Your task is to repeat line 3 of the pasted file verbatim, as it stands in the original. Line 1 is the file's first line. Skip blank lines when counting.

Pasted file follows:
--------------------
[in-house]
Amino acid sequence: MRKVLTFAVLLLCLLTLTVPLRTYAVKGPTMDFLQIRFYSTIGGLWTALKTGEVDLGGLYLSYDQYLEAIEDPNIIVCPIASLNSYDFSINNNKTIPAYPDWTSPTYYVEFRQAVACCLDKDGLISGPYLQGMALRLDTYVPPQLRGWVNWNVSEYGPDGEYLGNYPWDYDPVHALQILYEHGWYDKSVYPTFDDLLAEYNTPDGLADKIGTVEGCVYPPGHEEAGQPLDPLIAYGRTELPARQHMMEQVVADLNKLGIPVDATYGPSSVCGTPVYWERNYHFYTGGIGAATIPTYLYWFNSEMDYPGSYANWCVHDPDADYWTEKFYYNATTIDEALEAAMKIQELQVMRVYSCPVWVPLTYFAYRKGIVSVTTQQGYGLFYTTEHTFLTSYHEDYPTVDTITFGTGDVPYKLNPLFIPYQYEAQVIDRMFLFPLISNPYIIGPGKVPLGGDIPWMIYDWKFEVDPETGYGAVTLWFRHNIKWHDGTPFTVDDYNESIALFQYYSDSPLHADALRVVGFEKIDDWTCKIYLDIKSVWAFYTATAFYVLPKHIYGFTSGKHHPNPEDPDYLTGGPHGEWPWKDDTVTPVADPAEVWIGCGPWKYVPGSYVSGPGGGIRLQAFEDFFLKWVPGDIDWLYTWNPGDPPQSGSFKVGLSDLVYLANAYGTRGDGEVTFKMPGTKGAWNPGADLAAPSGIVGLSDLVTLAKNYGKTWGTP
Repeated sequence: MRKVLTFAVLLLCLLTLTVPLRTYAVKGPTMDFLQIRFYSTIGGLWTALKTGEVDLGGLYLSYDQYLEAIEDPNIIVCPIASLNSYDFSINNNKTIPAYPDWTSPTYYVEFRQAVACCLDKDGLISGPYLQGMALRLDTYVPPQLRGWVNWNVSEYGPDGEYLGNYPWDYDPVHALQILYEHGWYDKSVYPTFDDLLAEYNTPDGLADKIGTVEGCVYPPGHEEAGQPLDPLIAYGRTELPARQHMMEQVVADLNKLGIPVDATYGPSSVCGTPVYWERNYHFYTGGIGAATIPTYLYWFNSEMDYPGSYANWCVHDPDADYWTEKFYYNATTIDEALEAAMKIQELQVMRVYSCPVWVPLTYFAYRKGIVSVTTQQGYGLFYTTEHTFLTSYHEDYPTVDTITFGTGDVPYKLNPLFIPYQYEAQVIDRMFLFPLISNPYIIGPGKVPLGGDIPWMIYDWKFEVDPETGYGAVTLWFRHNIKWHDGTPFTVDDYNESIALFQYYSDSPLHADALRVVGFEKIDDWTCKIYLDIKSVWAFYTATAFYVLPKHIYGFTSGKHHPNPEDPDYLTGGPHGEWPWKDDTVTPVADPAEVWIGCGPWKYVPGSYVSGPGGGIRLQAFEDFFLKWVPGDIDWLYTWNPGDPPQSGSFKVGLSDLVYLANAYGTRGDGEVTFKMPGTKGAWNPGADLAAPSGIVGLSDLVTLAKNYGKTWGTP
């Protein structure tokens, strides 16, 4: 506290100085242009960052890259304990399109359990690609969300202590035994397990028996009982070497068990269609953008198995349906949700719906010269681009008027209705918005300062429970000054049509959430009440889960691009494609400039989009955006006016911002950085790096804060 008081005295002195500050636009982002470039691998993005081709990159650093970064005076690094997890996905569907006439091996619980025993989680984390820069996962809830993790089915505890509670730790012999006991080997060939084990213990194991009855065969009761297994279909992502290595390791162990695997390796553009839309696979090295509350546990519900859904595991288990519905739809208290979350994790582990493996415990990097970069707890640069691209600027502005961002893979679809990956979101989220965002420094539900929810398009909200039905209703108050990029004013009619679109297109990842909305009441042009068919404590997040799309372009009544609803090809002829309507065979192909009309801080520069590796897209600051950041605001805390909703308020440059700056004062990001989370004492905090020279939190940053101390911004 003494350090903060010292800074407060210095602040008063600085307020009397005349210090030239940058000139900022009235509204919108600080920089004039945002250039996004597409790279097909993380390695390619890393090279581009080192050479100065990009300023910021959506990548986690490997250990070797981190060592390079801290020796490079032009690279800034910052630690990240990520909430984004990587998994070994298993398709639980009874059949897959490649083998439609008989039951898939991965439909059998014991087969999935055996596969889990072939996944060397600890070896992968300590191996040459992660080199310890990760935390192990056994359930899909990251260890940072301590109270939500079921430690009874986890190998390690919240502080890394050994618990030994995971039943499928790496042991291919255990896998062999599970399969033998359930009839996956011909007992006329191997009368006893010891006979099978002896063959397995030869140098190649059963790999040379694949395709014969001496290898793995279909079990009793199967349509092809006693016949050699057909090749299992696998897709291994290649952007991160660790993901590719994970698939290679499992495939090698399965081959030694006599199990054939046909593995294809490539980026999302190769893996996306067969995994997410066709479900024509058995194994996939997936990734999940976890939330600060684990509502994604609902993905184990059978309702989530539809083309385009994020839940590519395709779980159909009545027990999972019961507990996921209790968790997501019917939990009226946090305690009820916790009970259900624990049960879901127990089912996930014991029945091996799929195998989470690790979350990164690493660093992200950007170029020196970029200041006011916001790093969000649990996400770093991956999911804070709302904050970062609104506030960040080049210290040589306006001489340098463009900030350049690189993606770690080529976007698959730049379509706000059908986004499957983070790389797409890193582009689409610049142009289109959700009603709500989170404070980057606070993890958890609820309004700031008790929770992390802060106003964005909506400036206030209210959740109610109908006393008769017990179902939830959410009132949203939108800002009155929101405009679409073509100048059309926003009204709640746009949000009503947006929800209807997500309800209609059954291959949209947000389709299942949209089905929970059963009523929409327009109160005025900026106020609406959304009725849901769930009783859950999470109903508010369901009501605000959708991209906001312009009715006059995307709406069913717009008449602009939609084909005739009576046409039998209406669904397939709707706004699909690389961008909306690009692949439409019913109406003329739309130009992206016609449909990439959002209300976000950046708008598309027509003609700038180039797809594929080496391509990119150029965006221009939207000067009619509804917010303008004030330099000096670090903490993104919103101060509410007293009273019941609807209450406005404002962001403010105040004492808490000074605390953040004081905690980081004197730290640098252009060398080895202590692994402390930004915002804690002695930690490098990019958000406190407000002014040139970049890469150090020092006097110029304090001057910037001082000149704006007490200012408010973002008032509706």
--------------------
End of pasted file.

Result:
Repeated sequence: MRKVLTFAVLLLCLLTLTVPLRTYAVKGPTMDFLQIRFYSTIGGLWTALKTGEVDLGGLYLSYDQYLEAIEDPNIIVCPIASLNSYDFSINNNKTIPAYPDWTSPTYYVEFRQAVACCLDKDGLISGPYLQGMALRLDTYVPPQLRGWVNWNVSEYGPDGEYLGNYPWDYDPVHALQILYEHGWYDKSVYPTFDDLLAEYNTPDGLADKIGTVEGCVYPPGHEEAGQPLDPLIAYGRTELPARQHMMEQVVADLNKLGIPVDATYGPSSVCGTPVYWERNYHFYTGGIGAATIPTYLYWFNSEMDYPGSYANWCVHDPDADYWTEKFYYNATTIDEALEAAMKIQELQVMRVYSCPVWVPLTYFAYRKGIVSVTTQQGYGLFYTTEHTFLTSYHEDYPTVDTITFGTGDVPYKLNPLFIPYQYEAQVIDRMFLFPLISNPYIIGPGKVPLGGDIPWMIYDWKFEVDPETGYGAVTLWFRHNIKWHDGTPFTVDDYNESIALFQYYSDSPLHADALRVVGFEKIDDWTCKIYLDIKSVWAFYTATAFYVLPKHIYGFTSGKHHPNPEDPDYLTGGPHGEWPWKDDTVTPVADPAEVWIGCGPWKYVPGSYVSGPGGGIRLQAFEDFFLKWVPGDIDWLYTWNPGDPPQSGSFKVGLSDLVYLANAYGTRGDGEVTFKMPGTKGAWNPGADLAAPSGIVGLSDLVTLAKNYGKTWGTP